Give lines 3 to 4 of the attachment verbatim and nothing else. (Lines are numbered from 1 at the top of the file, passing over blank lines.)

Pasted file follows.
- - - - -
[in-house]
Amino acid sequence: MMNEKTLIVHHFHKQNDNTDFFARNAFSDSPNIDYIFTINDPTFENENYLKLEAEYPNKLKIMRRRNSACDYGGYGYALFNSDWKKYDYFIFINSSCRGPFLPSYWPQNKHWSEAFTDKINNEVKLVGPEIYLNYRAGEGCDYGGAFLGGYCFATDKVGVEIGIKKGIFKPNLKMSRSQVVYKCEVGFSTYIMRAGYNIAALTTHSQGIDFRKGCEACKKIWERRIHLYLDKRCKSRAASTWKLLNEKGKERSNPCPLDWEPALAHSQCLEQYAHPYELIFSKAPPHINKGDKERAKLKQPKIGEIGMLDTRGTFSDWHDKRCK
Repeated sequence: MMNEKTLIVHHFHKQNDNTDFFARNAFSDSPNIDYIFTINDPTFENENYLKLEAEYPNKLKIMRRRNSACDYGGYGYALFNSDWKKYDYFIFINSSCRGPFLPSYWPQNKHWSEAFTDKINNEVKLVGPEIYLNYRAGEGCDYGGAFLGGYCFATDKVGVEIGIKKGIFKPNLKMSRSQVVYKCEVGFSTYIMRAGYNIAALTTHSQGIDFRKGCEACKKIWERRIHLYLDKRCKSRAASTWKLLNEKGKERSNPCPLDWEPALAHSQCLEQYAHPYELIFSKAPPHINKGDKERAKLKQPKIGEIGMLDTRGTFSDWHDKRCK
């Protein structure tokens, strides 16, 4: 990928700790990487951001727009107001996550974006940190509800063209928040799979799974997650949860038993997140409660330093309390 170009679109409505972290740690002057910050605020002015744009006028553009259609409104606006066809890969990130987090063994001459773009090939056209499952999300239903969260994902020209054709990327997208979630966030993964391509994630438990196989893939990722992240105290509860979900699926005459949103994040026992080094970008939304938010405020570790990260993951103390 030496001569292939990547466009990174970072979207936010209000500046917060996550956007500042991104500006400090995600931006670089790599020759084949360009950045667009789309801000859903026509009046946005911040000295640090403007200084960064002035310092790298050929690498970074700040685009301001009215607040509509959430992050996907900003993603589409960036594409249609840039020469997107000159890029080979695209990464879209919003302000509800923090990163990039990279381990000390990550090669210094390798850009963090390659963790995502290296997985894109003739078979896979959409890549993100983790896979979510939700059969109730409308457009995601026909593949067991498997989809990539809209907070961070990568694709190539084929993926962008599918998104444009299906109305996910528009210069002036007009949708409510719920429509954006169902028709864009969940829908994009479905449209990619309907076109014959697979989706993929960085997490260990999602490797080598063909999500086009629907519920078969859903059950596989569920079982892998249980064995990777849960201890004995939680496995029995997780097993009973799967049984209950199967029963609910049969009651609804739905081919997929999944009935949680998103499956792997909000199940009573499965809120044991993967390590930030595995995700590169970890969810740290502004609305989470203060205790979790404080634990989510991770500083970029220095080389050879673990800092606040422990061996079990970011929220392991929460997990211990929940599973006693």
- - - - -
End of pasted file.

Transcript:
Repeated sequence: MMNEKTLIVHHFHKQNDNTDFFARNAFSDSPNIDYIFTINDPTFENENYLKLEAEYPNKLKIMRRRNSACDYGGYGYALFNSDWKKYDYFIFINSSCRGPFLPSYWPQNKHWSEAFTDKINNEVKLVGPEIYLNYRAGEGCDYGGAFLGGYCFATDKVGVEIGIKKGIFKPNLKMSRSQVVYKCEVGFSTYIMRAGYNIAALTTHSQGIDFRKGCEACKKIWERRIHLYLDKRCKSRAASTWKLLNEKGKERSNPCPLDWEPALAHSQCLEQYAHPYELIFSKAPPHINKGDKERAKLKQPKIGEIGMLDTRGTFSDWHDKRCK
């Protein structure tokens, strides 16, 4: 990928700790990487951001727009107001996550974006940190509800063209928040799979799974997650949860038993997140409660330093309390 170009679109409505972290740690002057910050605020002015744009006028553009259609409104606006066809890969990130987090063994001459773009090939056209499952999300239903969260994902020209054709990327997208979630966030993964391509994630438990196989893939990722992240105290509860979900699926005459949103994040026992080094970008939304938010405020570790990260993951103390 030496001569292939990547466009990174970072979207936010209000500046917060996550956007500042991104500006400090995600931006670089790599020759084949360009950045667009789309801000859903026509009046946005911040000295640090403007200084960064002035310092790298050929690498970074700040685009301001009215607040509509959430992050996907900003993603589409960036594409249609840039020469997107000159890029080979695209990464879209919003302000509800923090990163990039990279381990000390990550090669210094390798850009963090390659963790995502290296997985894109003739078979896979959409890549993100983790896979979510939700059969109730409308457009995601026909593949067991498997989809990539809209907070961070990568694709190539084929993926962008599918998104444009299906109305996910528009210069002036007009949708409510719920429509954006169902028709864009969940829908994009479905449209990619309907076109014959697979989706993929960085997490260990999602490797080598063909999500086009629907519920078969859903059950596989569920079982892998249980064995990777849960201890004995939680496995029995997780097993009973799967049984209950199967029963609910049969009651609804739905081919997929999944009935949680998103499956792997909000199940009573499965809120044991993967390590930030595995995700590169970890969810740290502004609305989470203060205790979790404080634990989510991770500083970029220095080389050879673990800092606040422990061996079990970011929220392991929460997990211990929940599973006693």